The story of the exodus from Egypt is filled with descriptions of signs, wonders and miracles. The Nile turns to blood, the waters of the Red Sea split, manna falls from heaven. Yet most contemporary celebrations of Passover do not emphasize these occurrences, preferring rather to focus on the concept of freedom and its social, psychological and political implications. Talk of miracles is quite out of fashion in our day and age. The scientific worldview has so dominated our thinking that there is simply no room left for the miraculous.
The fact is that the Torah itself displays a marked ambivalence towards miracles. We are warned in Deuteronomy 13 not to be impressed by the signs and wonders of a false prophet, and a famous Talmudic passage (Bava Metzi’a 59b) establishes that even miraculous testimony cannot confirm the validity of a halakhic opinion, for “the Torah is not in heaven.”
It is considered a sin to endanger one’s life by relying on miracles; a sick person must seek healing from a physician, and must not rely on prayer alone for salvation. Finally, the Midrash states that the biblical miracles were not violations of the natural order, but were preordained from the beginning: “God made a stipulation with the Sea at the Creation that it would one day part before the Children of Israel.”
While some medieval Jewish philosophers attempted to restrict the role of the miraculous, others, especially Nahmanides, expanded it. Nahmanides taught that many seemingly natural occurrences are in fact “hidden miracles.” Hasidic masters such as Rabbi Schneur Zalman of Liadi taught that the universe is created anew each instant, a perspective which tends to obliterate the notion of natural law completely.
Already in ancient times there were attempts to explain the biblical miracles as being the result of the fortuitous juxtaposition of natural phenomena. In our own day some have grasped upon quantum theory, especially Heisenberg’s Uncertainty Principle, as providing the window of opportunity for the miraculous to break through the natural order.
Yet all of these attempts leave unexplained the most salient feature of the miraculous: its relevance to human beings. The miracle at the Red Sea was not so much that the east wind caused the sea to part, as that it did so just in time for the Children of Israel to escape the pursuing Egyptians.
Miracles are miracles to the extent that we perceive them to be so; they must connect in some way with human destiny, and must reveal a purpose beyond that of random, chaotic nature. In experiencing a miracle, and in believing that one took place, we encounter an Intelligence, a Personality, which expresses itself in the workings of nature, but is not identical with nature nor bound by it. One consciousness becoming aware of another: that is the essence of the miraculous.
In Talmudic literature, the parting of the Sea, which took place on the seventh day of Pesach, is thought of primarily as a moment of Divine revelation, when the people pointed with their fingers to a manifestation of the Divine Presence and said, quite literally, “This is my God.” Our contemporary uneasiness with the thought of miracles is in fact an uncomfortableness with the biblical notion of a personal God who can overrule the natural order.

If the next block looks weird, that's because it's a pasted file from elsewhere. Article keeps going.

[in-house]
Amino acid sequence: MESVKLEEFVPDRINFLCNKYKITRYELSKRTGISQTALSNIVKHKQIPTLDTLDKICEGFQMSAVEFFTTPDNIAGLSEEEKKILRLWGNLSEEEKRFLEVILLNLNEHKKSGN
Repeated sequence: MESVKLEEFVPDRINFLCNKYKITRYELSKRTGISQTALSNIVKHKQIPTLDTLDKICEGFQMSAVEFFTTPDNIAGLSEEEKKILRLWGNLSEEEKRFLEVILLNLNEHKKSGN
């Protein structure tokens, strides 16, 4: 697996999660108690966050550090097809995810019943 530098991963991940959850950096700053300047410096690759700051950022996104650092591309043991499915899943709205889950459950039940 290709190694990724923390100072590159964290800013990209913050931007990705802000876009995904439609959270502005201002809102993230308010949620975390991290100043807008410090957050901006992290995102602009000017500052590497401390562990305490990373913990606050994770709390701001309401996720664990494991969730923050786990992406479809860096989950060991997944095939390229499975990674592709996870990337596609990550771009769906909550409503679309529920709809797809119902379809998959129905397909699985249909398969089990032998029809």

In our search for a less anthropomorphic conception of the deity, we may perhaps have become too sophisticated for our own good. As C.S. Lewis pointed out, in rejecting a God who resembles us, some of us have substituted a conception of God resembling a vast, diffuse tapioca pudding.
Taking God seriously requires entertaining the possibility of miracles. This is not a prescription for credulity. As a great Hasidic master once said, if you deny every tale of the miraculous, you are a heretic; but if you believe every tale, you are a fool.
Especially at this time in history, Jews must recapture the “legacy of wonder,” the sense of “radical amazement,” of which Heschel spoke. We must learn to look at the world, but see beyond it.
Viewing the world in the scientific mode is looking intently at a lifeless store manikin. Discovering the miraculous is like noticing that the manikin has just winked. If we look at the world with different eyes, we may yet discover it winking back at us.
If indeed it is true, as the Haggadah puts it, that each generation can and must see itself as if it has just left Egypt, then it is not too much to hope that we may still recapture the sense of the miraculous, perceiving the Divine personality which stands behind, and shines through, the natural order.
Dr. Nehemia Polen is Professor of Jewish Thought at Boston’s Hebrew College. He is the author of The Holy Fire: The Teachings of Rabbi Kalonymus Shapira, the Rebbe of the Warsaw Ghetto (Jason Aronson, 1994, 1999), and is a contributing commentator to My People’s Prayer Book, a multi-volume siddur incorporating diverse perspectives on Jewish liturgy (Jewish Lights). He received his Ph.D. from Boston University, where he studied with and served as teaching fellow for Nobel laureate Elie Wiesel.
Interested in a possible career in the rabbinate? Read Rabbi Dan Judson’s article “Jewish Lessons on Meaningful Work.“ Rabbi Judson teaches history, oversees the professional development program, and serves as the placement director for the Hebrew College Rabbinical School. He has a PhD in Jewish history from Brandeis University.